I use the word “lovely” too much in everyday conversation. I try to be more creative and thesaurusy in these reviews, but lovely really is the best word for this novel. Carla Kelly writes sweet, gentle, sincere Regency romances and The Lady’s Companion is no exception. Kelly does not reinvent the wheel. She follows her romance tropes and brings everything to a happy, satisfying ending. I have read four of her books in rapid succession, thank you Rochelle, and I have another one waiting on my Kindle. Unlike Kelly’s novels that I reviewed previously, this book goes beyond “just kisses”, while maintaining its oblique decorum in the love scenes.
Originally published in 1996, The Lady’s Companion is the story of Susan Hampton, a genteelly impoverished lady whose marital and future hopes have been dashed on the rocks of her wastrel father’s gambling addiction. Where, oh where, would romance novels be without shiftless male relatives casually ruining women’s lives? After moving in with her aunt, Susan recognises that unless she does something, and right quick, she will disappear into the role of servile relative for the rest of her days. She finds an employment agency and gets hired as a companion to Lady Bushnell in the Cotswolds.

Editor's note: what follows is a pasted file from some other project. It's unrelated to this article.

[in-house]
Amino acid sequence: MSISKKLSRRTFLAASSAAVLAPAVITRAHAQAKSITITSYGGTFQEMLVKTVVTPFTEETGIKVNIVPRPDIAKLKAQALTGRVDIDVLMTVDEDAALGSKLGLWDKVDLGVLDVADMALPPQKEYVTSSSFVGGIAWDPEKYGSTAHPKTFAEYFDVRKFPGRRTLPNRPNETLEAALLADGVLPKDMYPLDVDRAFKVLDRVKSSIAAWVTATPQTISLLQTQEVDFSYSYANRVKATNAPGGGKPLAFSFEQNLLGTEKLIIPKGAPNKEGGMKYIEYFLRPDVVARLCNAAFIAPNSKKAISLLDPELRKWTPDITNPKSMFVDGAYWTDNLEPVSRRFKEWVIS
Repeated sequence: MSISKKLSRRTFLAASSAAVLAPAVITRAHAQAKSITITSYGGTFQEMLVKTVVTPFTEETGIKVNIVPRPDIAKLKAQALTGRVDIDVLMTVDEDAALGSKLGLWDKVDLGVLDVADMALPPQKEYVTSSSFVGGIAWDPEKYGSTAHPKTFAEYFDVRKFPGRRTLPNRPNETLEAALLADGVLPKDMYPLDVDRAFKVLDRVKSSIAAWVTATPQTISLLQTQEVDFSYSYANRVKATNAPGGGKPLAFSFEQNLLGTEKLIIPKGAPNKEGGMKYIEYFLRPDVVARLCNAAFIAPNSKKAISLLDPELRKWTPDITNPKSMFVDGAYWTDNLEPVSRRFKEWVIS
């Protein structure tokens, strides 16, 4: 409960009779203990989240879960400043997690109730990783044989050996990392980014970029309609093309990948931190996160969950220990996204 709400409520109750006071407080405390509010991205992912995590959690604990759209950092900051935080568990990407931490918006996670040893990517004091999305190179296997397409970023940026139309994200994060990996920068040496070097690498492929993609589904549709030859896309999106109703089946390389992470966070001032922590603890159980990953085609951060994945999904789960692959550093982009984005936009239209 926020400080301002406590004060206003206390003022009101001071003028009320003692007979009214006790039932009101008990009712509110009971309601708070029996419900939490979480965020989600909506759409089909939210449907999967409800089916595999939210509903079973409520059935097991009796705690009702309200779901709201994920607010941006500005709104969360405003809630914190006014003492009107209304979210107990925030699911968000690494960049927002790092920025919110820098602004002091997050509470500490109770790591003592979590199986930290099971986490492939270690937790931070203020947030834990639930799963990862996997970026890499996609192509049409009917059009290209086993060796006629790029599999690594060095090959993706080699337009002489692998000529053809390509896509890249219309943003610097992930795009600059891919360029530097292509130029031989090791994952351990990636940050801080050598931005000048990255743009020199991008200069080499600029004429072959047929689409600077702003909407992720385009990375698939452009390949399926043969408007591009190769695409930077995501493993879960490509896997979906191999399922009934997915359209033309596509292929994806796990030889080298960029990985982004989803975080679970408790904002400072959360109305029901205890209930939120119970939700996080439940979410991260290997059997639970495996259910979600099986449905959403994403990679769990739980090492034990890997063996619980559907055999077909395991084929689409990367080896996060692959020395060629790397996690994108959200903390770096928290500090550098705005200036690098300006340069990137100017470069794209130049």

Lady Bushnell is not happy to have yet another unnecessary companion and Susan must find a way to make herself useful. The farm is being managed by Lady Bushnell’s bailiff, David Wiggins. He served as a sergeant under Lord Bushnell in the Napoleonic Wars and has a debt of honour to the family. David is what The Dowager Julien would describe as a “nice-nice man”, gentle, kind, and loyal. Susan is out of his reach socially, but since David doesn’t care about such nonsense and Susan has no use for the so-called social superiority that ruined her, they have a chance to carve out a life for themselves on their own terms and defy the conventions that would seek to limit them. Everything proceeds towards the happy ending at a calm and reasonable pace, free of melodrama, but not of challenges. Kelly’s writing is not only strong when showing Susan and David’s growing relationship, but also wonderfully evocative in terms of the setting and time period.